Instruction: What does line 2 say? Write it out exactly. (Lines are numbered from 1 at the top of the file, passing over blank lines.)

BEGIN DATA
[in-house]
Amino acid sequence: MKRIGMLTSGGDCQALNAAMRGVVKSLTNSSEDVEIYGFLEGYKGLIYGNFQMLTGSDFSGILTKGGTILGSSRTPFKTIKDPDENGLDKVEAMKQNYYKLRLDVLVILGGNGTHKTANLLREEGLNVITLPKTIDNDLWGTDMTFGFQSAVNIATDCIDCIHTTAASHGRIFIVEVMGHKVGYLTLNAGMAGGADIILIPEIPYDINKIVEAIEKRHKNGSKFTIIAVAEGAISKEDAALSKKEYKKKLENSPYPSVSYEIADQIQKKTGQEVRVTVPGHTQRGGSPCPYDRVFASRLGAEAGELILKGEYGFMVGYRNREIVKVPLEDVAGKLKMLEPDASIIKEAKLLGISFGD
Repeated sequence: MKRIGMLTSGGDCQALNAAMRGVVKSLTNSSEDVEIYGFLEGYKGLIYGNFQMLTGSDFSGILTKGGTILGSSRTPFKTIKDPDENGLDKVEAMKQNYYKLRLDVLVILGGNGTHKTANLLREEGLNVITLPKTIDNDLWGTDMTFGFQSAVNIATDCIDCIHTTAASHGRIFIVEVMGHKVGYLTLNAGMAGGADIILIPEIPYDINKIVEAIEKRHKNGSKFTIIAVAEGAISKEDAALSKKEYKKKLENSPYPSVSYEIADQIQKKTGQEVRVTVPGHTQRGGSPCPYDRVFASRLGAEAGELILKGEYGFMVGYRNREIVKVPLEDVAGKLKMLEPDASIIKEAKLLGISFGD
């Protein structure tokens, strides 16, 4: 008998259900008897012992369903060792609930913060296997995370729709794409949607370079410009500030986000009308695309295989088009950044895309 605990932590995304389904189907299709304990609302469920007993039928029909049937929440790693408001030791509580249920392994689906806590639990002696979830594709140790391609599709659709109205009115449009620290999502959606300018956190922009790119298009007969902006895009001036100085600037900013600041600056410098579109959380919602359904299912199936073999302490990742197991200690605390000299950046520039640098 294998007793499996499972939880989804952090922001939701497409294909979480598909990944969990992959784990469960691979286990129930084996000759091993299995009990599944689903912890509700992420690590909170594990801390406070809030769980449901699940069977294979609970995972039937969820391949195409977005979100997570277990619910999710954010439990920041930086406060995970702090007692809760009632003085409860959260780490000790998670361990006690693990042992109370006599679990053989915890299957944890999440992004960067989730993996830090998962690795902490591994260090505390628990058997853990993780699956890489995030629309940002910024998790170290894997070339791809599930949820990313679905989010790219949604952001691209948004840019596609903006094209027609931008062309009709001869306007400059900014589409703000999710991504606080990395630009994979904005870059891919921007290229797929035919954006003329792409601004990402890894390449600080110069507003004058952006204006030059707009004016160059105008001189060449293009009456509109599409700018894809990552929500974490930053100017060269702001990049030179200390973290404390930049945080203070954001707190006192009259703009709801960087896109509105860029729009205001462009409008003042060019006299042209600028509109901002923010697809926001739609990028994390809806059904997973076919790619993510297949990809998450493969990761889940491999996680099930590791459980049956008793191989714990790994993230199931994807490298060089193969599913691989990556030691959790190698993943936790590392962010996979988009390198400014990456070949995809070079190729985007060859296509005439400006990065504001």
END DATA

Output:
Amino acid sequence: MKRIGMLTSGGDCQALNAAMRGVVKSLTNSSEDVEIYGFLEGYKGLIYGNFQMLTGSDFSGILTKGGTILGSSRTPFKTIKDPDENGLDKVEAMKQNYYKLRLDVLVILGGNGTHKTANLLREEGLNVITLPKTIDNDLWGTDMTFGFQSAVNIATDCIDCIHTTAASHGRIFIVEVMGHKVGYLTLNAGMAGGADIILIPEIPYDINKIVEAIEKRHKNGSKFTIIAVAEGAISKEDAALSKKEYKKKLENSPYPSVSYEIADQIQKKTGQEVRVTVPGHTQRGGSPCPYDRVFASRLGAEAGELILKGEYGFMVGYRNREIVKVPLEDVAGKLKMLEPDASIIKEAKLLGISFGD